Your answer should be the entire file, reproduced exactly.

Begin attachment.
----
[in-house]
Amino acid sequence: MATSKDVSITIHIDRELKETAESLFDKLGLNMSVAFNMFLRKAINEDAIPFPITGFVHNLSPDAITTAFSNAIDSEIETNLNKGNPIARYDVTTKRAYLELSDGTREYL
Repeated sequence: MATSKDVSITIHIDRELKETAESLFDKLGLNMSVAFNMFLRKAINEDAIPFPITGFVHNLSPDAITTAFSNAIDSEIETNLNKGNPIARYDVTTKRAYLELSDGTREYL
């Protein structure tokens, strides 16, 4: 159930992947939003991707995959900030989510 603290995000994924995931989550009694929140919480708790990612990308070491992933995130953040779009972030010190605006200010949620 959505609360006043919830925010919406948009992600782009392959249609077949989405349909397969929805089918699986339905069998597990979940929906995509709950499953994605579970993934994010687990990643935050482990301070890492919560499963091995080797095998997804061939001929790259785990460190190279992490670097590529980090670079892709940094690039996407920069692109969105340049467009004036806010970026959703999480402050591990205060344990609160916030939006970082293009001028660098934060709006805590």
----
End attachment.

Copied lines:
[in-house]
Amino acid sequence: MATSKDVSITIHIDRELKETAESLFDKLGLNMSVAFNMFLRKAINEDAIPFPITGFVHNLSPDAITTAFSNAIDSEIETNLNKGNPIARYDVTTKRAYLELSDGTREYL
Repeated sequence: MATSKDVSITIHIDRELKETAESLFDKLGLNMSVAFNMFLRKAINEDAIPFPITGFVHNLSPDAITTAFSNAIDSEIETNLNKGNPIARYDVTTKRAYLELSDGTREYL
């Protein structure tokens, strides 16, 4: 159930992947939003991707995959900030989510 603290995000994924995931989550009694929140919480708790990612990308070491992933995130953040779009972030010190605006200010949620 959505609360006043919830925010919406948009992600782009392959249609077949989405349909397969929805089918699986339905069998597990979940929906995509709950499953994605579970993934994010687990990643935050482990301070890492919560499963091995080797095998997804061939001929790259785990460190190279992490670097590529980090670079892709940094690039996407920069692109969105340049467009004036806010970026959703999480402050591990205060344990609160916030939006970082293009001028660098934060709006805590």